This work was put on display in 2007 as part of the opening up of this light well by MUMA Architects, who devised the undulating frameless glass roof above.

Stop 6: Sir Joseph Paxton's 'napkin' sketch
Map link: Britain 1760–1900, Room 122

Architectural sketch, The Great Exhibition building, Sir Joseph Paxton, 1850. Museum no. E.575-1985. © Victoria and Albert Museum, London

Navigate your way to the Grand Entrance on the ground floor. Take the lift, located to the right of the entrance, up to the Britain Galleries on Level 3. Turn right out of the lift and head to Room 122. On a wall in between Rooms 122c and 122d is a delicate scrap of history. Here, behind a small door, is Joseph Paxton's original sketch of the Great Exhibition building of 1850. Drawn in blotchy ink onto a telegraph sheet, this is an archetypal 'napkin sketch', capturing the moment of intuition and inspiration. We see the repeating arched bays and grand vaults of the building, which would be completed the following year, becoming one of the most iconic buildings of the industrial era.

The Britain Galleries have a number of other highlights for the architecture enthusiast, including furniture and designs by William Morris and Charles Rennie Macintosh.

Stop 7: 'Sgraffito' wall, revealed
Map link: Exhibition Road Courtyard

Sgraffito covering the Henry Cole Wing, V&A. © Victoria and Albert Museum, London

Go back down to the ground floor and head past the Information Desk and through the Shop. Turn left into the Sculpture Gallery and at Room 21, turn right into The Blavatnik Hall. As you pass through the glass doors out into the V&A’s new white porcelain Exhibition Road Courtyard, look up to your right, you can glimpse a unique part of the original 1873 building, only recently revealed to the public. This is a large wall of 'sgraffito', a decorative technique from the Renaissance, made by 'scratching' a design into layers of plaster. This wall is only now visible with the opening of the Exhibition Road Courtyard, which was once full of boilers, and not accessible to the public.

The new design by Amanda Levete Architects was a major piece of engineering and design, digging down 40m into the earth to carve out space for a new underground gallery for temporary exhibitions, as well as forming a new connection to Exhibition Road.

Stop 8: Bomb damaged walls
Map link: Exhibition Road

Bomb damaged walls. © Victoria and Albert Museum, London

From the white porcelain courtyard, step out onto Exhibition Road and turn left. You will see great violent chunks taken out of the carved stone wall. This damage was caused by a bomb landing in Exhibition Road, as part of the German air raid campaign in World War II. Two bombs landed in November 1940, destroying all windows, frames and grilles on this side of the building. As the damage to the stonework did not compromise the structure of the building, it wasn’t repaired. Some years later, in 1987, a plaque was added to recognise these scars, which were kept as a 'memorial to the enduring values of this great museum in a time of conflict'.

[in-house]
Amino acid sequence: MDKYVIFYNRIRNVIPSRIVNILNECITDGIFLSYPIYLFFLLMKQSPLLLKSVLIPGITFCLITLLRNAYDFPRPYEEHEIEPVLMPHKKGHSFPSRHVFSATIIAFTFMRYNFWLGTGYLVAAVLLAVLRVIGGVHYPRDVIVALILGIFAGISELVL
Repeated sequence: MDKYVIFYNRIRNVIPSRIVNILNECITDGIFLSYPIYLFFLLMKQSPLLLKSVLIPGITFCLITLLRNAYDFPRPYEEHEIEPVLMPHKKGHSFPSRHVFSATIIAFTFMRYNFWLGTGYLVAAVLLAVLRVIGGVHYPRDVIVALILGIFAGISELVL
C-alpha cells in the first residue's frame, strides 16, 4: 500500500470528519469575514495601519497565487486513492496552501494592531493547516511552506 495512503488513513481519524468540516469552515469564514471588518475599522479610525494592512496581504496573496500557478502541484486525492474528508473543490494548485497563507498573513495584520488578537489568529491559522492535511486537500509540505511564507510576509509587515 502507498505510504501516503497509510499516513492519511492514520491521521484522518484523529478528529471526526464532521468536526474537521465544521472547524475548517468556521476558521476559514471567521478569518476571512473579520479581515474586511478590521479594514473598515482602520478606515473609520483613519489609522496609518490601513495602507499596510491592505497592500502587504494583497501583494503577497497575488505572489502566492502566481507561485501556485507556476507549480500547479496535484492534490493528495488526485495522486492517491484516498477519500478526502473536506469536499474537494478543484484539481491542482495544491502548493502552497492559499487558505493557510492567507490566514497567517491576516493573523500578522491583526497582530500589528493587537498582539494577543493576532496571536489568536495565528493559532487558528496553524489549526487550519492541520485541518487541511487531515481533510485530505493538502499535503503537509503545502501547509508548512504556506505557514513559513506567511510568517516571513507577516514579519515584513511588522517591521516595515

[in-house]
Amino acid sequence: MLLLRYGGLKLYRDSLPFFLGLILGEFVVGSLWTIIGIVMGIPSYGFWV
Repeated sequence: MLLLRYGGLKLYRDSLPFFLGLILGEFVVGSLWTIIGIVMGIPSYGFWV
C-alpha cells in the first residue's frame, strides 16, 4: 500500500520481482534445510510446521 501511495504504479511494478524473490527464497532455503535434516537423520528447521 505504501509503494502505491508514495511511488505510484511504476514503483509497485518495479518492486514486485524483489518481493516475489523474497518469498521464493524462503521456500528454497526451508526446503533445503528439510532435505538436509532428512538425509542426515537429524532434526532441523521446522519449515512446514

As part of the opening up of the new entrance and courtyard in 2017, parts of the damaged wall were removed. The patterns of these scars were used by the architect Amanda Levete as design inspiration for the solid aluminium gates onto the courtyard.

Find out more about the history of the V&A on Exhibition Road

Stop 9: Ceramic Staircase
Map link: Ceramic Staircase

The Ceramic Staircase. © Victoria and Albert Museum, London

Retrace your steps back across the courtyard and into The Blavatnik Hall. Turn left into Room 18 and head straight to the end of the gallery where you will arrive at the foot of the Ceramic Staircase. Part of the first stage of building in the 1870s, Henry Cole intended that the entire museum be decorated in such an opulent manner. But spiralling costs meant that only a small portion was completed, and changing tastes meant that even rooms that were completed in this style were stripped back in the 1914. The scenes depicted in the Ceramic Staircase remain as a manifesto of the lofty ambitions of the founding principles of the museum. The whole composition is an historical allegory of the sciences and the arts, represented by the interwoven letters 'S' and 'A' seen throughout.

Final stop: A grimy stripe in the museum café
Map link: The Morris Room

The Morris Room. © Victoria and Albert Museum, London

The final stop on our tour of curious architectural secrets of the V&A takes us into the museum café. The green room to your left is one of the first public commissions awarded to the then relatively unknown William Morris. At only 31, with the help of his friends the architect Phillip Webb and painter Edward Burne-Jones, Morris conceived of a highly-decorated room, defined by natural elements of leaves, flowers, animals and starbursts.

In the 2000s, this room was painstakingly cleaned and restored to its original splendour. But, look closely, there’s a grimy stripe behind the door. This dark brown section, set aside by the conservators, stands as a reminder of what the room had come to look like after more than a century of residue from the gas lighting and cigarette smoke.

Find out more about William Morris and the history of the museum café